How can you solve Nonograms most quickly and efficiently?
Some of the recent algorithms come to the rescue for faster and more competent performance.
But before continuing, let us first understand a bit of the basic stuff:
What Is A Nonogram?
Nonogram, AKA cross numbers, Hanjie, Picross, and Griddlers, is a popular Japanese picture logic puzzle. It is a grid-based game with relatively simple rules. On top and left sides of the rows and columns are some numerical clues associated with each line. These numbers indicate the cells that are to be painted or crossed off. Multiple values mean that these are to be separated by at least one blank cell in between. It’s like decoding a grid to unleash the hidden mosaic.
Nonogram puzzles are either designed monochromatic or in multiple colors. Ones produced for human use contain only one unique solution and can be both easy and complicated. However, smaller or larger, multiple (valid) solution grids also exist, and those are super challenging. Below is an easy example of multiple solutions Nonogram problem where both answers are valid.
This is typically known as the NP-Complete problem, referring to problems in NP and NP-hard language.
Nonogram Solving Algorithm
So the most obvious approach to solving Nonograms is by considering each row and column separately with a line solver that uses n x k sol matrix. The solvedLine stores the data about potential colors for any given cell. This way, the computer also doesn’t have to derive the info from the calculated sol matrix. This can also be applied to lines containing known data about individual blocks.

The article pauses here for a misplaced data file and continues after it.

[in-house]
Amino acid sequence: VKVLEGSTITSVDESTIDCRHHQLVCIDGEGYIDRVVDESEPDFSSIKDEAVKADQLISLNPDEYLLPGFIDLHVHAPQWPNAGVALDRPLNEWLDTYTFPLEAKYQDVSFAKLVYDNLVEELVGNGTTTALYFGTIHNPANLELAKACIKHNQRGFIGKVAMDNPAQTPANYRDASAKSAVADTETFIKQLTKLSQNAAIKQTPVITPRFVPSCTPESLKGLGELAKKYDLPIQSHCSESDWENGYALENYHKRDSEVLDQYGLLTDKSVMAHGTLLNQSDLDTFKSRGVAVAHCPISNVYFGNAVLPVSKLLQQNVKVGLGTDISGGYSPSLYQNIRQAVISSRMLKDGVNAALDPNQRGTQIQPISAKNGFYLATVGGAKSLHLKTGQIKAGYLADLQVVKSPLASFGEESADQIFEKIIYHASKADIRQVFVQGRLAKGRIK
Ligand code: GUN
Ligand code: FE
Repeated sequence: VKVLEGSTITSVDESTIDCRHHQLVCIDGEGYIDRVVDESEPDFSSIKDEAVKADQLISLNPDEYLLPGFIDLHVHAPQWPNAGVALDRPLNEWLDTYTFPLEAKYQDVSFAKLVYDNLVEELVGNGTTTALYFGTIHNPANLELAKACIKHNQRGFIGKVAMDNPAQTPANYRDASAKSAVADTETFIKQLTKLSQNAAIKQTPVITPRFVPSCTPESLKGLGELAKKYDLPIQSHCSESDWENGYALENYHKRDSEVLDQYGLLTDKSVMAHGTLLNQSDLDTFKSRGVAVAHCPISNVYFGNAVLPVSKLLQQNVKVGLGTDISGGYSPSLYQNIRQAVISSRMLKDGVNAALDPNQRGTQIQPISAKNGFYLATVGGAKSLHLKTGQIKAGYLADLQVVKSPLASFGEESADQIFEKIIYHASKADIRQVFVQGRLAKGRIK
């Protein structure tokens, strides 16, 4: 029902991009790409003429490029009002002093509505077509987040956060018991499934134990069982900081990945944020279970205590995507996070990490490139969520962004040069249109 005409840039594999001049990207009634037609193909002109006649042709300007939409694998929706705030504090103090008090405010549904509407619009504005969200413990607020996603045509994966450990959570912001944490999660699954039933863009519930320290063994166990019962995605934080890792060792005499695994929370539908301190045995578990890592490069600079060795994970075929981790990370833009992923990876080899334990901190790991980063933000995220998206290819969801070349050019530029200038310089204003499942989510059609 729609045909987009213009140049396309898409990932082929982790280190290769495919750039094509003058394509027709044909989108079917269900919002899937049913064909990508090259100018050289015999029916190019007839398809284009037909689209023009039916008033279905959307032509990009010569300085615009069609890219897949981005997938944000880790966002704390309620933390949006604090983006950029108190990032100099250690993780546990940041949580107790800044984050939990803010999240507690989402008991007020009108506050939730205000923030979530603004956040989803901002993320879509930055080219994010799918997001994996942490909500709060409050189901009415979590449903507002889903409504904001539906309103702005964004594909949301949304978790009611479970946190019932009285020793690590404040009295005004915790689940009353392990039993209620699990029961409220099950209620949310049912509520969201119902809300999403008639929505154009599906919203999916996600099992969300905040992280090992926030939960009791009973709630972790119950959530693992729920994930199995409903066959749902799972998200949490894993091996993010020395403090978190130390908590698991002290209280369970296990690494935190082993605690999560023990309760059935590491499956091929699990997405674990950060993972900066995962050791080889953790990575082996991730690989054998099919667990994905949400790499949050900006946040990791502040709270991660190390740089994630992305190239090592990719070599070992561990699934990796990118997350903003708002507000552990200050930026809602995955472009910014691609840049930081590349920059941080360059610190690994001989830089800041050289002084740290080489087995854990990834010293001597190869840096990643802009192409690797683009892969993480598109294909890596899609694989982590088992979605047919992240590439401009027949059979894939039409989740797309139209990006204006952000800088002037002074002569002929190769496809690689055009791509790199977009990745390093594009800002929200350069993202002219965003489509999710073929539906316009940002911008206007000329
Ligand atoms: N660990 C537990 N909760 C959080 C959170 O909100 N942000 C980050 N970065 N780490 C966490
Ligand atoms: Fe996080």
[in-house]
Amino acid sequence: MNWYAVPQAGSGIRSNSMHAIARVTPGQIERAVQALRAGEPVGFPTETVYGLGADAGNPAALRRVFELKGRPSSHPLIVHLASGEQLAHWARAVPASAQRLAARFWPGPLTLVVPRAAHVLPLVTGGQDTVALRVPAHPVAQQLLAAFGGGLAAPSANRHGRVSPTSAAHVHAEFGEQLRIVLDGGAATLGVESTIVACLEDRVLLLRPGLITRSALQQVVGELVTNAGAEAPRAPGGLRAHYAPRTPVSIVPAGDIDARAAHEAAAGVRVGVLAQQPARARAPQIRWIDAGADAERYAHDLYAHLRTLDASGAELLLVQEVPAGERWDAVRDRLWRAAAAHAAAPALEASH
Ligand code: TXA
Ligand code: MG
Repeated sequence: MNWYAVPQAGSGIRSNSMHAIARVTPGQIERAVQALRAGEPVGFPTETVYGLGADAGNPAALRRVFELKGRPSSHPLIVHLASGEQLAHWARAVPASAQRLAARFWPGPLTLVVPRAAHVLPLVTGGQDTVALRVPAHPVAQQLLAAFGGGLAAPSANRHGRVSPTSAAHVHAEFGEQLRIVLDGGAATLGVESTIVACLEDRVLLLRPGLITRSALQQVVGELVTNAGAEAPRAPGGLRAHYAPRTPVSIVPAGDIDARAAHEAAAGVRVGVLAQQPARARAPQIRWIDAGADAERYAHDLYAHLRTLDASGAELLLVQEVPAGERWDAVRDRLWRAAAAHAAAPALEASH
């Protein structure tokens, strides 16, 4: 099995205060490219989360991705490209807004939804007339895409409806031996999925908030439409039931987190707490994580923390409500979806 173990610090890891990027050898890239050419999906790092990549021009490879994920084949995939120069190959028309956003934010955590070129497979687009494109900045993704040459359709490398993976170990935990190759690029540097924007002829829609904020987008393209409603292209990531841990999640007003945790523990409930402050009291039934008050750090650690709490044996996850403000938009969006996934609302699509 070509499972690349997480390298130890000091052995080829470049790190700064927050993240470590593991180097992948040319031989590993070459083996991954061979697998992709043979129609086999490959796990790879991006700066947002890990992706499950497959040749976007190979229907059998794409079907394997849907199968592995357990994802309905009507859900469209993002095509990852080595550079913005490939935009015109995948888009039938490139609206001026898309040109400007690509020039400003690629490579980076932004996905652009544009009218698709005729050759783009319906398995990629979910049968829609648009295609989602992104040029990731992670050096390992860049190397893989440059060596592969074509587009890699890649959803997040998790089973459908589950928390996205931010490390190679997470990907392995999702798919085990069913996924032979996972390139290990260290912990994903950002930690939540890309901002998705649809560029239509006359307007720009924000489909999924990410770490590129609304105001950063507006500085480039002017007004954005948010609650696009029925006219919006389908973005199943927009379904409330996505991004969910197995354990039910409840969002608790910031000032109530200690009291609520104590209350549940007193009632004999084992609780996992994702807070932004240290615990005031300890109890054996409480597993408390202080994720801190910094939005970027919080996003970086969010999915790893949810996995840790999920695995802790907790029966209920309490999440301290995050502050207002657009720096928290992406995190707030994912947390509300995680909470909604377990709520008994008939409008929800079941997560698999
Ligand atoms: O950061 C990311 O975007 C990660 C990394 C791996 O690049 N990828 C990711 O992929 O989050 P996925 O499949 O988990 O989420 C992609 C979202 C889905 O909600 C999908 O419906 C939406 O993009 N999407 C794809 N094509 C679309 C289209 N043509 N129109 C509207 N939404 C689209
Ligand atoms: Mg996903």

Another technique uses a priority queue data structure combined with the above line solver, where each element may have a priority associated with it. This way, high priority cells, especially longer ones, are addressed in the beginning. But this may soon become empty, and to further solve the puzzle, the breadth-first search will most likely reduce the search space by cutting the branches of the search tree, or else the performance may be dramatically degraded. This algorithm starts from the bottom, examining all the nodes moving up to the next level.
Reaching a contradiction will stop the search and fill the opposite color. As the information is gained, the algorithm may revert to using the above line solver with the priority queue. If there’s no contradiction, assumptions are stored in the tree-based information structure, and the computer may backtrack upon hitting a contraction.
Such innovative algorithms are developed to compensate for the existing ones that fall short in producing answers for puzzles with multiple solutions. The above approaches can repeatedly scan through the possibilities rather than limiting to a specific cell and not capturing newer knowledge. Moreover, even experiments keep continuously happening to outperform previous generation solvers.
So we hope this information helps you!
Let us know if you have any more queries or suggestions – we’d love to hear from you!